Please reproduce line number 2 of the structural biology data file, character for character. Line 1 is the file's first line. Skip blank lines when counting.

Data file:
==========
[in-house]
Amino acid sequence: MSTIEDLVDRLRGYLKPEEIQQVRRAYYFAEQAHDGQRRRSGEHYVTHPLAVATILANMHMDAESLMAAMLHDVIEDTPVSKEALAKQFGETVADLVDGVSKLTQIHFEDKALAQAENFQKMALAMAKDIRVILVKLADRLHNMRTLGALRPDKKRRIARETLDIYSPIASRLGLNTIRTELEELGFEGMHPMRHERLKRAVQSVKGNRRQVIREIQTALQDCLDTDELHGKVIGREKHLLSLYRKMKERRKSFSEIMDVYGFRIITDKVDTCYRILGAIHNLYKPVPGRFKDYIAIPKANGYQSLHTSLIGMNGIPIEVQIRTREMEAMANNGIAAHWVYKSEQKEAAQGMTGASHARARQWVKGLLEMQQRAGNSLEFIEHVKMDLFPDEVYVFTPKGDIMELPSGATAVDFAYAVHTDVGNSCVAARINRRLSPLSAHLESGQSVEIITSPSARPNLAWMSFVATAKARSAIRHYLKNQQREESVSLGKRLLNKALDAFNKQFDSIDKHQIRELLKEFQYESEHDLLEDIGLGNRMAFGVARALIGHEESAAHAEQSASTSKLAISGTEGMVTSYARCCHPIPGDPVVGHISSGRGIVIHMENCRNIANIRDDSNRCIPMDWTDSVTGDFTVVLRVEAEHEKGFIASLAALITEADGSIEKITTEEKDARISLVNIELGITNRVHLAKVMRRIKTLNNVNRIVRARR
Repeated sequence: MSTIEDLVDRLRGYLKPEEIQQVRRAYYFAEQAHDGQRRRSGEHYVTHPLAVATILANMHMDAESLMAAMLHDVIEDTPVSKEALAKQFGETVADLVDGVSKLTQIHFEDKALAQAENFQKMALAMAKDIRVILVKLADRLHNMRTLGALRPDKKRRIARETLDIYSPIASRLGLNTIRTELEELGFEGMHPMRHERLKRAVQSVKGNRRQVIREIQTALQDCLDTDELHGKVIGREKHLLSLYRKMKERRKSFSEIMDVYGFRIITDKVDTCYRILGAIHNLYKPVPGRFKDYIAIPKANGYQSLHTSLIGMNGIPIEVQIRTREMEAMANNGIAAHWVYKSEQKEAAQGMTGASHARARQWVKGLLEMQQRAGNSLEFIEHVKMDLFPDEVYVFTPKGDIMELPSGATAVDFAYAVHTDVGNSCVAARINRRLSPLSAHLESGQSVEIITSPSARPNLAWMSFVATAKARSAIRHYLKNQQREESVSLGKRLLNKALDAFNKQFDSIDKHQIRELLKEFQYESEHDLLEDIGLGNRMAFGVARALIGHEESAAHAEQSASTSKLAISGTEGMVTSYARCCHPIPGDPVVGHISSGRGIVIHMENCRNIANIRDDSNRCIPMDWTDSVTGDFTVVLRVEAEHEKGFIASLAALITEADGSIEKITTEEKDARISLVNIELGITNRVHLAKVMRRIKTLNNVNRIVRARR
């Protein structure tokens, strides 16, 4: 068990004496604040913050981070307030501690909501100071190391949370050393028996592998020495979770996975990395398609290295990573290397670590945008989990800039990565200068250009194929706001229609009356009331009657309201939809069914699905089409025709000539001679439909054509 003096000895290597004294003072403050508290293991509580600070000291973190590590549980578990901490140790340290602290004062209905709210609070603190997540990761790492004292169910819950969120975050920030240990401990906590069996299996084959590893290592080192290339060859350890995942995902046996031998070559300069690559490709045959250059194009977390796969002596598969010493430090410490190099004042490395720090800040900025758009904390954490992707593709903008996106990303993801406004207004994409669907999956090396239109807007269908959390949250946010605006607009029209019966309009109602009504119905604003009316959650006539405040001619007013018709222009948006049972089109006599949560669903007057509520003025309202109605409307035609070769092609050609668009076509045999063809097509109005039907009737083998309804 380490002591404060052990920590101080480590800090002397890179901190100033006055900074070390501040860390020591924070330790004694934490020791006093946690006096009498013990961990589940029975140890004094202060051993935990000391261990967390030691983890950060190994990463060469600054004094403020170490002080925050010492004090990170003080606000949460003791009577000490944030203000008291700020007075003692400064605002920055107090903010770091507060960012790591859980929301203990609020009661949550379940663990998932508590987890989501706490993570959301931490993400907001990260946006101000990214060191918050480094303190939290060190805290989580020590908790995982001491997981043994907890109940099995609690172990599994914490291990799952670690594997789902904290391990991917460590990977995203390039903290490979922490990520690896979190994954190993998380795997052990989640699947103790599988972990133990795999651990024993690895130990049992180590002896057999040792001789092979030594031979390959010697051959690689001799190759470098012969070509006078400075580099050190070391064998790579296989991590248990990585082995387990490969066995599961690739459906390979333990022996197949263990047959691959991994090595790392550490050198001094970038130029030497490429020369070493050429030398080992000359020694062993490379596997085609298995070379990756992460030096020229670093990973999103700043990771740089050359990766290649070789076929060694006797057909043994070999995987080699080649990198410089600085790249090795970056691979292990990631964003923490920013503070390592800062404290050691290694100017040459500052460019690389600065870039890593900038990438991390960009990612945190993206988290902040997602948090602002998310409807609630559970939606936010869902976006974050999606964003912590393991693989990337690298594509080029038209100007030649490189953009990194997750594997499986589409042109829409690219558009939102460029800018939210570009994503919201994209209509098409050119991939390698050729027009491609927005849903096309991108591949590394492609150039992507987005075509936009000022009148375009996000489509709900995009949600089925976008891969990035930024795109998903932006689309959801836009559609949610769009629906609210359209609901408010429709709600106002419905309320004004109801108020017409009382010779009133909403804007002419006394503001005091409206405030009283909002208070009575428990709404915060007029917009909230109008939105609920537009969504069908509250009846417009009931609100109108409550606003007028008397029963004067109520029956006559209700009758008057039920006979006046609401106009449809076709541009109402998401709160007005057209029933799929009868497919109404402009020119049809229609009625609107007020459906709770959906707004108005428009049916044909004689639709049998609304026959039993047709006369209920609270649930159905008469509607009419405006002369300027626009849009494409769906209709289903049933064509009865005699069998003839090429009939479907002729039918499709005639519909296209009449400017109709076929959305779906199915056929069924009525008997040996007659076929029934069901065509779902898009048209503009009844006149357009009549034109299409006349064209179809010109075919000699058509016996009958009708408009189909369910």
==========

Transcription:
Amino acid sequence: MSTIEDLVDRLRGYLKPEEIQQVRRAYYFAEQAHDGQRRRSGEHYVTHPLAVATILANMHMDAESLMAAMLHDVIEDTPVSKEALAKQFGETVADLVDGVSKLTQIHFEDKALAQAENFQKMALAMAKDIRVILVKLADRLHNMRTLGALRPDKKRRIARETLDIYSPIASRLGLNTIRTELEELGFEGMHPMRHERLKRAVQSVKGNRRQVIREIQTALQDCLDTDELHGKVIGREKHLLSLYRKMKERRKSFSEIMDVYGFRIITDKVDTCYRILGAIHNLYKPVPGRFKDYIAIPKANGYQSLHTSLIGMNGIPIEVQIRTREMEAMANNGIAAHWVYKSEQKEAAQGMTGASHARARQWVKGLLEMQQRAGNSLEFIEHVKMDLFPDEVYVFTPKGDIMELPSGATAVDFAYAVHTDVGNSCVAARINRRLSPLSAHLESGQSVEIITSPSARPNLAWMSFVATAKARSAIRHYLKNQQREESVSLGKRLLNKALDAFNKQFDSIDKHQIRELLKEFQYESEHDLLEDIGLGNRMAFGVARALIGHEESAAHAEQSASTSKLAISGTEGMVTSYARCCHPIPGDPVVGHISSGRGIVIHMENCRNIANIRDDSNRCIPMDWTDSVTGDFTVVLRVEAEHEKGFIASLAALITEADGSIEKITTEEKDARISLVNIELGITNRVHLAKVMRRIKTLNNVNRIVRARR